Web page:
Yeah, I mean I almost canceled this motherfuckin' drop, I almost canceled it today! But I was like —

"Ryan's covering it, I can't cancel it."

Yeahh, facts. Nah, I'm just so over this album now. I just want to get it out there.

Just reminding people, like, I do rap.

That's really all it is. Like... I really rap pretty well, bro. I'm not just a golfer — I did actually work on songs for ten fucking years. I feel like I could do well in that space as well, at least build a cult following. Be able to travel and tour and then you know, play golf on tour. Nothing crazy, like a 20-city tour, but I play golf at every stop. That shit is like a fucking layup, you know?

Like, I'm talking to the returning champ of the Wells Fargo [Championship]. Of course I'm gonna talk to him coherently, like I've fucking been somewhere before. I'm not just gonna talk to him like I was talking to one of my dogs, like, he ain't one of my dogs!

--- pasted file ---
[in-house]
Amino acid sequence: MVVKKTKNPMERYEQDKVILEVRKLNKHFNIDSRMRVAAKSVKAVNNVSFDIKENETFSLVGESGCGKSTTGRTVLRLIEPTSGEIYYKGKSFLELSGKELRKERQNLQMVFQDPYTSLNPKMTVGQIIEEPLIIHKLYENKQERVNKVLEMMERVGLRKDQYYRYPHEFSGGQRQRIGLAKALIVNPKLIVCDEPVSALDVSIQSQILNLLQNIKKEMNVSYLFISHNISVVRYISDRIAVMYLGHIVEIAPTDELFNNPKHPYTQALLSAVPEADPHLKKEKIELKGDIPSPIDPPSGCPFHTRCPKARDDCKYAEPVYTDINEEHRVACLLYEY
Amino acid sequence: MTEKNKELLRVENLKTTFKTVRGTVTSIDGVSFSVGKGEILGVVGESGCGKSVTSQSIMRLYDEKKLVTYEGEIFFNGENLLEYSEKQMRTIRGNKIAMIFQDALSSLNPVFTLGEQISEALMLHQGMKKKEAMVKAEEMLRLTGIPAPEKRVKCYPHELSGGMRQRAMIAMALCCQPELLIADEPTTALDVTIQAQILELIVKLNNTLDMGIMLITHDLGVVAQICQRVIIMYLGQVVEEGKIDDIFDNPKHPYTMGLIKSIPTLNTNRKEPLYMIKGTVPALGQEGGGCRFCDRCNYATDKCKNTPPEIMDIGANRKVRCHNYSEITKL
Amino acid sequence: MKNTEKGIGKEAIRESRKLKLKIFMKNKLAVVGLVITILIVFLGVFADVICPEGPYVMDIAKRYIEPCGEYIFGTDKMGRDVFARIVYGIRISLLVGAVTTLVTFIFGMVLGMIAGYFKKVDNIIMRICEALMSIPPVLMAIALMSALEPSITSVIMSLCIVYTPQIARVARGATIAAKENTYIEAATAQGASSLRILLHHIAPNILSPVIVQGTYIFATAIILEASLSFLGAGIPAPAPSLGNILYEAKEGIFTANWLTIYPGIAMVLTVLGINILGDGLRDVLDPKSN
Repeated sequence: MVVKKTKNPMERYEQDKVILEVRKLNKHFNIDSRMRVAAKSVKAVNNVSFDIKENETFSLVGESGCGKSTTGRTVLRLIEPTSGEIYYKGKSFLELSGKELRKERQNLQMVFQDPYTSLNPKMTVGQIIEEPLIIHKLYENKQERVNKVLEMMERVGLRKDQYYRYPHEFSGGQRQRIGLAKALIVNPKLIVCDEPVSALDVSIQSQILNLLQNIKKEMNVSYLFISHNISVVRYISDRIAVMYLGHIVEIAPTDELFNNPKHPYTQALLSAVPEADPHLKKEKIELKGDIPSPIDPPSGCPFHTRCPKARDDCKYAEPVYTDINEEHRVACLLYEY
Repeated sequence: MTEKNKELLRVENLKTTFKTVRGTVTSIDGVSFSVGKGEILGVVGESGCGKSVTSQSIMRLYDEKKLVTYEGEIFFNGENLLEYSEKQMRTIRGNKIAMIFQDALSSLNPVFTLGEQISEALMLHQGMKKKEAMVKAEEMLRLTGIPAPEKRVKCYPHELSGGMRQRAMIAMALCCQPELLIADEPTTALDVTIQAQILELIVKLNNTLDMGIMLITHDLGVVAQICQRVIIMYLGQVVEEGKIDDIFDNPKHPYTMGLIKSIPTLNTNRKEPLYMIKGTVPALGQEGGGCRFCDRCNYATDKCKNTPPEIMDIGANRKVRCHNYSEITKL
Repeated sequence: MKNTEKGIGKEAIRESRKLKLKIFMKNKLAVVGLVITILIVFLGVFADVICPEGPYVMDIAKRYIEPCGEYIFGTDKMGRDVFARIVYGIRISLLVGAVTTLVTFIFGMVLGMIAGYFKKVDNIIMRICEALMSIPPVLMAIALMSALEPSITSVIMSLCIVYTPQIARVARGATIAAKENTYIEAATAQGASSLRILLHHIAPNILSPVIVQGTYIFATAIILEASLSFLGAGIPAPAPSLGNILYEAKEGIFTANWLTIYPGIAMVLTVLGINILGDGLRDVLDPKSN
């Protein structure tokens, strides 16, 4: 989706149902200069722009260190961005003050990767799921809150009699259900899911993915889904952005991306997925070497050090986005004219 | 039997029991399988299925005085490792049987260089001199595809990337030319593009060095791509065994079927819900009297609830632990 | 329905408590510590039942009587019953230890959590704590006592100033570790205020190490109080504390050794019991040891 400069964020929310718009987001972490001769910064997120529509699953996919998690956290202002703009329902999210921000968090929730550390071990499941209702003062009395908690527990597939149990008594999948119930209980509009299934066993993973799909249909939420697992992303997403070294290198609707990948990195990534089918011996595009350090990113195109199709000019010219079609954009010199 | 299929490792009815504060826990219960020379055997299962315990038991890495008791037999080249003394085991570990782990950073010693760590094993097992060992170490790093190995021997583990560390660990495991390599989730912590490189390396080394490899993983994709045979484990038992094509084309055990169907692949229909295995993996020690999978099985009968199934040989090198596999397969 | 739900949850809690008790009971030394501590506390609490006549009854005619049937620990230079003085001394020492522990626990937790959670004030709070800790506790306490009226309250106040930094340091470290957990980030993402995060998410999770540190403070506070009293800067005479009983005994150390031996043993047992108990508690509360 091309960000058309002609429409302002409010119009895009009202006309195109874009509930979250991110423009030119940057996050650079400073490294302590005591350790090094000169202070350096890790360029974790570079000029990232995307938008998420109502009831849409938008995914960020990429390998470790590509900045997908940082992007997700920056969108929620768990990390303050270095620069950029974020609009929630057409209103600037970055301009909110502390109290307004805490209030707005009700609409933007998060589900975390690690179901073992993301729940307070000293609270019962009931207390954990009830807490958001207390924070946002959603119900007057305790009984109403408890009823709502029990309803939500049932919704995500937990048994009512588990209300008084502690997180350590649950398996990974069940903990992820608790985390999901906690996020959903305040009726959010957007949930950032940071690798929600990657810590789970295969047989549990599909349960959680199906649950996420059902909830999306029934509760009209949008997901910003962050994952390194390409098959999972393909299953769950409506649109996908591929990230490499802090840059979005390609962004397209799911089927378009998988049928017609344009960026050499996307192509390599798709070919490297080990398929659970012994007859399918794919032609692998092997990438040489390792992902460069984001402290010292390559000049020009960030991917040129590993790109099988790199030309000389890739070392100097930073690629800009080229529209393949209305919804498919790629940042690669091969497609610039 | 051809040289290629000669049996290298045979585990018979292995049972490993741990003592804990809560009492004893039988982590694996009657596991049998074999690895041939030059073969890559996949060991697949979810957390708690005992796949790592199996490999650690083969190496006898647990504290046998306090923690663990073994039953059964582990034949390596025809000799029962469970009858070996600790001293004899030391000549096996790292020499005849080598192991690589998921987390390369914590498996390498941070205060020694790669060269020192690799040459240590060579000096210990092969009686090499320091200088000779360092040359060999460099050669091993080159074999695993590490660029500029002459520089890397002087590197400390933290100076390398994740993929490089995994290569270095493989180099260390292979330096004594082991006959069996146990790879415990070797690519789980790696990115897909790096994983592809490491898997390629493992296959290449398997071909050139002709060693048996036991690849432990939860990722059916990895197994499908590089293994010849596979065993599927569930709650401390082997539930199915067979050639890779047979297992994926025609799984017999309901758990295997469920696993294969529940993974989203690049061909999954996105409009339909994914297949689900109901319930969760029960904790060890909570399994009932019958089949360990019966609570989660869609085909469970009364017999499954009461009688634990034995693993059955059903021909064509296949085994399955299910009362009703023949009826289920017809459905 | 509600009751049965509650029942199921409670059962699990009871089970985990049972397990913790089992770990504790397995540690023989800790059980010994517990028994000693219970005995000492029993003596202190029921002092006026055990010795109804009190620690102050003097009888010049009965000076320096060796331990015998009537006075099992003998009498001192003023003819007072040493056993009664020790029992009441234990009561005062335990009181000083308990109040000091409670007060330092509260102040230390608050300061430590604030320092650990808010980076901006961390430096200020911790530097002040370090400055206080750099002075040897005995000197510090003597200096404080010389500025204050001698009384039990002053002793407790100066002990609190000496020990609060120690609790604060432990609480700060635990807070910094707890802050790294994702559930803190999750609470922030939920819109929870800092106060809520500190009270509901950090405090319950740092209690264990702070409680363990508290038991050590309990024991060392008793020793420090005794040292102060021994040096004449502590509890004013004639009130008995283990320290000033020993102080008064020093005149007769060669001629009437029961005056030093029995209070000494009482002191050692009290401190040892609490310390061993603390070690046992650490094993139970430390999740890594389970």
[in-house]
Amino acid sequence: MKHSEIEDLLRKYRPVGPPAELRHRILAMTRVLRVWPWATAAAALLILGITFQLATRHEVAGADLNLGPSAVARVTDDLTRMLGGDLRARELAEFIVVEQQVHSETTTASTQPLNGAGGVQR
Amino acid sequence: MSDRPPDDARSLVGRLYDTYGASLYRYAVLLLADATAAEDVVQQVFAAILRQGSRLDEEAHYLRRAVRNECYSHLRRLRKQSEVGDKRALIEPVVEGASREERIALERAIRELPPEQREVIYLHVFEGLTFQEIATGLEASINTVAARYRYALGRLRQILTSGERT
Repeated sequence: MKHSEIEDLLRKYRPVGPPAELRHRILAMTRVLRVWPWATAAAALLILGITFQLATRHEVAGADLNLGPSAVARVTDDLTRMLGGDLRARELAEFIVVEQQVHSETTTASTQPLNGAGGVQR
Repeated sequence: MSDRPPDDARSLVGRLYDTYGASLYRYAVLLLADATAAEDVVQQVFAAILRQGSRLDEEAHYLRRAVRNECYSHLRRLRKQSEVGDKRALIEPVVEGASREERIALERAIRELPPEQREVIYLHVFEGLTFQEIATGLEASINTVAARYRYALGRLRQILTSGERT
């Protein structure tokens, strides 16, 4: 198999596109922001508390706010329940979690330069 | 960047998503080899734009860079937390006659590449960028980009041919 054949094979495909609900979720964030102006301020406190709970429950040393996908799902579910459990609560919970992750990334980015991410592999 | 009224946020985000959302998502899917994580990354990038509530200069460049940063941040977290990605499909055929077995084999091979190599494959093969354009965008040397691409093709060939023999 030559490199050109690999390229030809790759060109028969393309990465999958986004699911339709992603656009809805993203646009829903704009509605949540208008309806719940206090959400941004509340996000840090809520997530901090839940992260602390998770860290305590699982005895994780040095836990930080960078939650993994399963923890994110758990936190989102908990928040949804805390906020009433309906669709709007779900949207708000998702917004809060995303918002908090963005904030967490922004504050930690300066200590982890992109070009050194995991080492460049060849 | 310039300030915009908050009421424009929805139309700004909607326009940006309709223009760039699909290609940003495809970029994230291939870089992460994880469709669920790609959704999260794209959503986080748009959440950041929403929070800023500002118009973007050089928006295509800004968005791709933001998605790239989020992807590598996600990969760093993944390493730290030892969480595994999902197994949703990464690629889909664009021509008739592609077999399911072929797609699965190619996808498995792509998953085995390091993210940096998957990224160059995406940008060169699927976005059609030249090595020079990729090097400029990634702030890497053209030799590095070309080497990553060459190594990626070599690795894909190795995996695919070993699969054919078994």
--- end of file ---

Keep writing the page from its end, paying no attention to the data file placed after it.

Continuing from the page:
There’s no way we’re going to talk about being a rapper and breaking into golf in a major way and not talk about ScHoolboy Q. He recently talked about how between his last two albums golf made him a lot of money, but he also talked about how his identity was tokenized by white people, hearing things on set like, “Is he going to have his grill in today? Make sure his grill is in.” As you’ve gotten more and more attention, I was wondering if an element of that rings true for you, and how you think about that dynamic of growing a persona and a brand (RNG) based on being different, and also not wanting to be tokenized or caricatured by traditional, predominantly white golf culture?